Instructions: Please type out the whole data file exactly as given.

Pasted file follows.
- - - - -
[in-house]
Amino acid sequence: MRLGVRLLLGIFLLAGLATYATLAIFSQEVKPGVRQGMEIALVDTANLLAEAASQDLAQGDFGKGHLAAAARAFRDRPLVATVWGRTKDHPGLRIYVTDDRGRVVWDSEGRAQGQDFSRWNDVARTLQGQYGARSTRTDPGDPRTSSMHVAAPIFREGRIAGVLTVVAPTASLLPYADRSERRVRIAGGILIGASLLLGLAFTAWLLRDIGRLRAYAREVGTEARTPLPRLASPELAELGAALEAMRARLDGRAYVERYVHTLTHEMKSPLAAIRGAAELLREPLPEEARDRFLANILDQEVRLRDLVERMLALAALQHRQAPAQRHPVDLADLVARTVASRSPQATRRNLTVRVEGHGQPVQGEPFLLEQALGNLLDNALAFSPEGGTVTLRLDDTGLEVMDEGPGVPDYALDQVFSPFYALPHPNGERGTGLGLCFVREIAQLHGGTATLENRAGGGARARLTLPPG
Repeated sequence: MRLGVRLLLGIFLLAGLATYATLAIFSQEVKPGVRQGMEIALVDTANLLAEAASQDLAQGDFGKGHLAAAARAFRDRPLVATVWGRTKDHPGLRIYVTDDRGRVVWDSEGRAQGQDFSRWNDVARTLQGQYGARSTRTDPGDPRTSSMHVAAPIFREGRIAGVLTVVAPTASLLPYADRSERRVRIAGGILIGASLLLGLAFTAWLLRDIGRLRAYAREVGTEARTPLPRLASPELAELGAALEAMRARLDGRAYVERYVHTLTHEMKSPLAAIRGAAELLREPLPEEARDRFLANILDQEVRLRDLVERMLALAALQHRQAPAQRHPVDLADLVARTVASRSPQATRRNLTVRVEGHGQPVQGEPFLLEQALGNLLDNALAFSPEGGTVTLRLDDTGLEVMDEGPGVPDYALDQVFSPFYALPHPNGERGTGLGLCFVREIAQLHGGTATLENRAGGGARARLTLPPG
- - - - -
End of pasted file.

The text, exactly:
[in-house]
Amino acid sequence: MRLGVRLLLGIFLLAGLATYATLAIFSQEVKPGVRQGMEIALVDTANLLAEAASQDLAQGDFGKGHLAAAARAFRDRPLVATVWGRTKDHPGLRIYVTDDRGRVVWDSEGRAQGQDFSRWNDVARTLQGQYGARSTRTDPGDPRTSSMHVAAPIFREGRIAGVLTVVAPTASLLPYADRSERRVRIAGGILIGASLLLGLAFTAWLLRDIGRLRAYAREVGTEARTPLPRLASPELAELGAALEAMRARLDGRAYVERYVHTLTHEMKSPLAAIRGAAELLREPLPEEARDRFLANILDQEVRLRDLVERMLALAALQHRQAPAQRHPVDLADLVARTVASRSPQATRRNLTVRVEGHGQPVQGEPFLLEQALGNLLDNALAFSPEGGTVTLRLDDTGLEVMDEGPGVPDYALDQVFSPFYALPHPNGERGTGLGLCFVREIAQLHGGTATLENRAGGGARARLTLPPG
Repeated sequence: MRLGVRLLLGIFLLAGLATYATLAIFSQEVKPGVRQGMEIALVDTANLLAEAASQDLAQGDFGKGHLAAAARAFRDRPLVATVWGRTKDHPGLRIYVTDDRGRVVWDSEGRAQGQDFSRWNDVARTLQGQYGARSTRTDPGDPRTSSMHVAAPIFREGRIAGVLTVVAPTASLLPYADRSERRVRIAGGILIGASLLLGLAFTAWLLRDIGRLRAYAREVGTEARTPLPRLASPELAELGAALEAMRARLDGRAYVERYVHTLTHEMKSPLAAIRGAAELLREPLPEEARDRFLANILDQEVRLRDLVERMLALAALQHRQAPAQRHPVDLADLVARTVASRSPQATRRNLTVRVEGHGQPVQGEPFLLEQALGNLLDNALAFSPEGGTVTLRLDDTGLEVMDEGPGVPDYALDQVFSPFYALPHPNGERGTGLGLCFVREIAQLHGGTATLENRAGGGARARLTLPPG